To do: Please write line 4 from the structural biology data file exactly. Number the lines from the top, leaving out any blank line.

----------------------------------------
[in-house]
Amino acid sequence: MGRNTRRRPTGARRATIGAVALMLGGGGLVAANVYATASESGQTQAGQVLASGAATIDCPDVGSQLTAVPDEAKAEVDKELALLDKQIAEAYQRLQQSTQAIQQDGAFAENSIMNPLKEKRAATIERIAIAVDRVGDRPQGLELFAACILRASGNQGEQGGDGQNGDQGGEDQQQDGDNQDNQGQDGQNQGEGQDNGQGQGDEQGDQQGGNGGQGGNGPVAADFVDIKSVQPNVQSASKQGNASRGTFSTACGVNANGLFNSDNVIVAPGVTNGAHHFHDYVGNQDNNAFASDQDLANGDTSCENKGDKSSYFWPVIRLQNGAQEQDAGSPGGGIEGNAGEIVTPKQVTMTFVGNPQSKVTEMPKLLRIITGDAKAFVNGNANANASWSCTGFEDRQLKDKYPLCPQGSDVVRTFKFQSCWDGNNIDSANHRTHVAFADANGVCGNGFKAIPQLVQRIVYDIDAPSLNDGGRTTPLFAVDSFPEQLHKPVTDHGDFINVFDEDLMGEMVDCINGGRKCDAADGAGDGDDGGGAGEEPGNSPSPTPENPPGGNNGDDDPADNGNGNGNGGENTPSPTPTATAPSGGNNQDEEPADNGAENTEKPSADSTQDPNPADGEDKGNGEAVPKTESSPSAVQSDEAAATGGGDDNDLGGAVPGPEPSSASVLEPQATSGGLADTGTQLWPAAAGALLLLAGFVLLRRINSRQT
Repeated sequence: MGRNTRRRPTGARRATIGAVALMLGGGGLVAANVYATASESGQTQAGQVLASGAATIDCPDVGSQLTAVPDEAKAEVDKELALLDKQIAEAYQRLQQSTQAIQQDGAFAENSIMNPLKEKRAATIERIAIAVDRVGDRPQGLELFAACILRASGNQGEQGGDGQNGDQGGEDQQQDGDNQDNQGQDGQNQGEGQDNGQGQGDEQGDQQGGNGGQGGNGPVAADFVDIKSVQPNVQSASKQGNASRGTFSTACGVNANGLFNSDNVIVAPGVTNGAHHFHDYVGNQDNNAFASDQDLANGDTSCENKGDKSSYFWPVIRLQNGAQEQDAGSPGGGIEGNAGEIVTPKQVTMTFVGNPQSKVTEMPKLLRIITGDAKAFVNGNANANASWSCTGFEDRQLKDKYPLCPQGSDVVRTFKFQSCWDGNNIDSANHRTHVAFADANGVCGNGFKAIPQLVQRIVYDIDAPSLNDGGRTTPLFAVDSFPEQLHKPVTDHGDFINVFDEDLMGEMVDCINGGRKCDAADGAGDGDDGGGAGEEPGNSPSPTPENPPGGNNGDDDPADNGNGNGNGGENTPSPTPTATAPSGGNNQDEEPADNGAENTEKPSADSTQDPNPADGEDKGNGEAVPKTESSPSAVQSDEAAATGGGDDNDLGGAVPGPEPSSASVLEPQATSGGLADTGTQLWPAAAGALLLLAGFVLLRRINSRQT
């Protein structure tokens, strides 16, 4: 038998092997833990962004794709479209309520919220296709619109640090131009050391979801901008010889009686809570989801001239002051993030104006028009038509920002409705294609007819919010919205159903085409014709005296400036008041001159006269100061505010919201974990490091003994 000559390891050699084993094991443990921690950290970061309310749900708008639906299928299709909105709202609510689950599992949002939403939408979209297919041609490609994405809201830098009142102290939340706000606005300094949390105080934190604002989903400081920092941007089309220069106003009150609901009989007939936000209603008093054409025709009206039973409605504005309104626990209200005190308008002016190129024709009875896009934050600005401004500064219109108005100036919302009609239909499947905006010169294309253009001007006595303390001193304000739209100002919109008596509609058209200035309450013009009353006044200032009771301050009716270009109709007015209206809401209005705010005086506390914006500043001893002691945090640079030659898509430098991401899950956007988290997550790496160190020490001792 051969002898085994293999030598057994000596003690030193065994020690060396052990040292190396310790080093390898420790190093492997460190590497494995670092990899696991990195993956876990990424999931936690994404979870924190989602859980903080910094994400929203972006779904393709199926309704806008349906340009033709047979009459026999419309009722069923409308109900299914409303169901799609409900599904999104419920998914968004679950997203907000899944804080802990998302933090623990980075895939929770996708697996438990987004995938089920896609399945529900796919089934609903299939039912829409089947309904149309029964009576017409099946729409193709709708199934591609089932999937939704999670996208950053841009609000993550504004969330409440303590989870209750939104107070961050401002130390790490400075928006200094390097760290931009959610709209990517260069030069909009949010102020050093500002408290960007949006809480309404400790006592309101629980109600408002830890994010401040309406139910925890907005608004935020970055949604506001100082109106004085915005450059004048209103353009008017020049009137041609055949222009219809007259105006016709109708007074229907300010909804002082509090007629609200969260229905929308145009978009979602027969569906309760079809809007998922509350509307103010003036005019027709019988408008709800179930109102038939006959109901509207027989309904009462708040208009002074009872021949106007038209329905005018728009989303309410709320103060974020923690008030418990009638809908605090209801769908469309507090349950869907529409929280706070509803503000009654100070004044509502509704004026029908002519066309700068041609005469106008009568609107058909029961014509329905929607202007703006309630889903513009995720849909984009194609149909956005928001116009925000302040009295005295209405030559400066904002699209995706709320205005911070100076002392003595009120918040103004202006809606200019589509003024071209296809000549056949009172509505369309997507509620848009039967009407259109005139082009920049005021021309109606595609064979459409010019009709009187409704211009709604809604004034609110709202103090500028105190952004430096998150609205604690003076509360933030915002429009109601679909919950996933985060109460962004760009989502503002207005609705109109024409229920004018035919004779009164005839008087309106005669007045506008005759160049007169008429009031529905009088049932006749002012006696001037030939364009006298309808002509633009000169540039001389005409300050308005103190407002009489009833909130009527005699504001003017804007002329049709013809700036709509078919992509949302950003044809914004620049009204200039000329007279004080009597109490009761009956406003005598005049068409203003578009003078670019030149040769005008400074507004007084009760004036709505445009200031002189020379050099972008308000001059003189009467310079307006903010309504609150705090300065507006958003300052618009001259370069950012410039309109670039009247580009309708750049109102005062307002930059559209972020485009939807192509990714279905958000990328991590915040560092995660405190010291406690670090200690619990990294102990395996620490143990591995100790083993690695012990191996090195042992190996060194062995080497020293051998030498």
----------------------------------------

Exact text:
């Protein structure tokens, strides 16, 4: 038998092997833990962004794709479209309520919220296709619109640090131009050391979801901008010889009686809570989801001239002051993030104006028009038509920002409705294609007819919010919205159903085409014709005296400036008041001159006269100061505010919201974990490091003994 000559390891050699084993094991443990921690950290970061309310749900708008639906299928299709909105709202609510689950599992949002939403939408979209297919041609490609994405809201830098009142102290939340706000606005300094949390105080934190604002989903400081920092941007089309220069106003009150609901009989007939936000209603008093054409025709009206039973409605504005309104626990209200005190308008002016190129024709009875896009934050600005401004500064219109108005100036919302009609239909499947905006010169294309253009001007006595303390001193304000739209100002919109008596509609058209200035309450013009009353006044200032009771301050009716270009109709007015209206809401209005705010005086506390914006500043001893002691945090640079030659898509430098991401899950956007988290997550790496160190020490001792 051969002898085994293999030598057994000596003690030193065994020690060396052990040292190396310790080093390898420790190093492997460190590497494995670092990899696991990195993956876990990424999931936690994404979870924190989602859980903080910094994400929203972006779904393709199926309704806008349906340009033709047979009459026999419309009722069923409308109900299914409303169901799609409900599904999104419920998914968004679950997203907000899944804080802990998302933090623990980075895939929770996708697996438990987004995938089920896609399945529900796919089934609903299939039912829409089947309904149309029964009576017409099946729409193709709708199934591609089932999937939704999670996208950053841009609000993550504004969330409440303590989870209750939104107070961050401002130390790490400075928006200094390097760290931009959610709209990517260069030069909009949010102020050093500002408290960007949006809480309404400790006592309101629980109600408002830890994010401040309406139910925890907005608004935020970055949604506001100082109106004085915005450059004048209103353009008017020049009137041609055949222009219809007259105006016709109708007074229907300010909804002082509090007629609200969260229905929308145009978009979602027969569906309760079809809007998922509350509307103010003036005019027709019988408008709800179930109102038939006959109901509207027989309904009462708040208009002074009872021949106007038209329905005018728009989303309410709320103060974020923690008030418990009638809908605090209801769908469309507090349950869907529409929280706070509803503000009654100070004044509502509704004026029908002519066309700068041609005469106008009568609107058909029961014509329905929607202007703006309630889903513009995720849909984009194609149909956005928001116009925000302040009295005295209405030559400066904002699209995706709320205005911070100076002392003595009120918040103004202006809606200019589509003024071209296809000549056949009172509505369309997507509620848009039967009407259109005139082009920049005021021309109606595609064979459409010019009709009187409704211009709604809604004034609110709202103090500028105190952004430096998150609205604690003076509360933030915002429009109601679909919950996933985060109460962004760009989502503002207005609705109109024409229920004018035919004779009164005839008087309106005669007045506008005759160049007169008429009031529905009088049932006749002012006696001037030939364009006298309808002509633009000169540039001389005409300050308005103190407002009489009833909130009527005699504001003017804007002329049709013809700036709509078919992509949302950003044809914004620049009204200039000329007279004080009597109490009761009956406003005598005049068409203003578009003078670019030149040769005008400074507004007084009760004036709505445009200031002189020379050099972008308000001059003189009467310079307006903010309504609150705090300065507006958003300052618009001259370069950012410039309109670039009247580009309708750049109102005062307002930059559209972020485009939807192509990714279905958000990328991590915040560092995660405190010291406690670090200690619990990294102990395996620490143990591995100790083993690695012990191996090195042992190996060194062995080497020293051998030498």